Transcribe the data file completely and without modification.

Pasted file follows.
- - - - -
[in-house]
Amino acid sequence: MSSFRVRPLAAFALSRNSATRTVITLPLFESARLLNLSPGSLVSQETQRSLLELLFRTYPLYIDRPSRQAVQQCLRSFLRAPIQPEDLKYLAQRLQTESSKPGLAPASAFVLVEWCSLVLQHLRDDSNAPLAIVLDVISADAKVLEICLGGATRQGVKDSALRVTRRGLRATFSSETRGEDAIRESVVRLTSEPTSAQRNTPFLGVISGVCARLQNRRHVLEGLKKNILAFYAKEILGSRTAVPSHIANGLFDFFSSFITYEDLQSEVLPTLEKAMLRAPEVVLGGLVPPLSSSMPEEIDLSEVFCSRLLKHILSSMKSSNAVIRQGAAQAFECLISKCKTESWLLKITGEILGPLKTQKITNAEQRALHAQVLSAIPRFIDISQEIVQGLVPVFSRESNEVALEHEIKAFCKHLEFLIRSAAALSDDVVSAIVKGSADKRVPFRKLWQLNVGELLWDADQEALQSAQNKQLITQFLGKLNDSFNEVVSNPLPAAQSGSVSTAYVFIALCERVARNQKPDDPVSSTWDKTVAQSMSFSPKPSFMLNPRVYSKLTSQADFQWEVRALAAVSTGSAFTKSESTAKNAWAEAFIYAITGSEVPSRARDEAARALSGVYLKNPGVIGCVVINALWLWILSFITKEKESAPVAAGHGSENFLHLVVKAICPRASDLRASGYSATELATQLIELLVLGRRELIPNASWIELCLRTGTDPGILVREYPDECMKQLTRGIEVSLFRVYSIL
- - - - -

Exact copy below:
[in-house]
Amino acid sequence: MSSFRVRPLAAFALSRNSATRTVITLPLFESARLLNLSPGSLVSQETQRSLLELLFRTYPLYIDRPSRQAVQQCLRSFLRAPIQPEDLKYLAQRLQTESSKPGLAPASAFVLVEWCSLVLQHLRDDSNAPLAIVLDVISADAKVLEICLGGATRQGVKDSALRVTRRGLRATFSSETRGEDAIRESVVRLTSEPTSAQRNTPFLGVISGVCARLQNRRHVLEGLKKNILAFYAKEILGSRTAVPSHIANGLFDFFSSFITYEDLQSEVLPTLEKAMLRAPEVVLGGLVPPLSSSMPEEIDLSEVFCSRLLKHILSSMKSSNAVIRQGAAQAFECLISKCKTESWLLKITGEILGPLKTQKITNAEQRALHAQVLSAIPRFIDISQEIVQGLVPVFSRESNEVALEHEIKAFCKHLEFLIRSAAALSDDVVSAIVKGSADKRVPFRKLWQLNVGELLWDADQEALQSAQNKQLITQFLGKLNDSFNEVVSNPLPAAQSGSVSTAYVFIALCERVARNQKPDDPVSSTWDKTVAQSMSFSPKPSFMLNPRVYSKLTSQADFQWEVRALAAVSTGSAFTKSESTAKNAWAEAFIYAITGSEVPSRARDEAARALSGVYLKNPGVIGCVVINALWLWILSFITKEKESAPVAAGHGSENFLHLVVKAICPRASDLRASGYSATELATQLIELLVLGRRELIPNASWIELCLRTGTDPGILVREYPDECMKQLTRGIEVSLFRVYSIL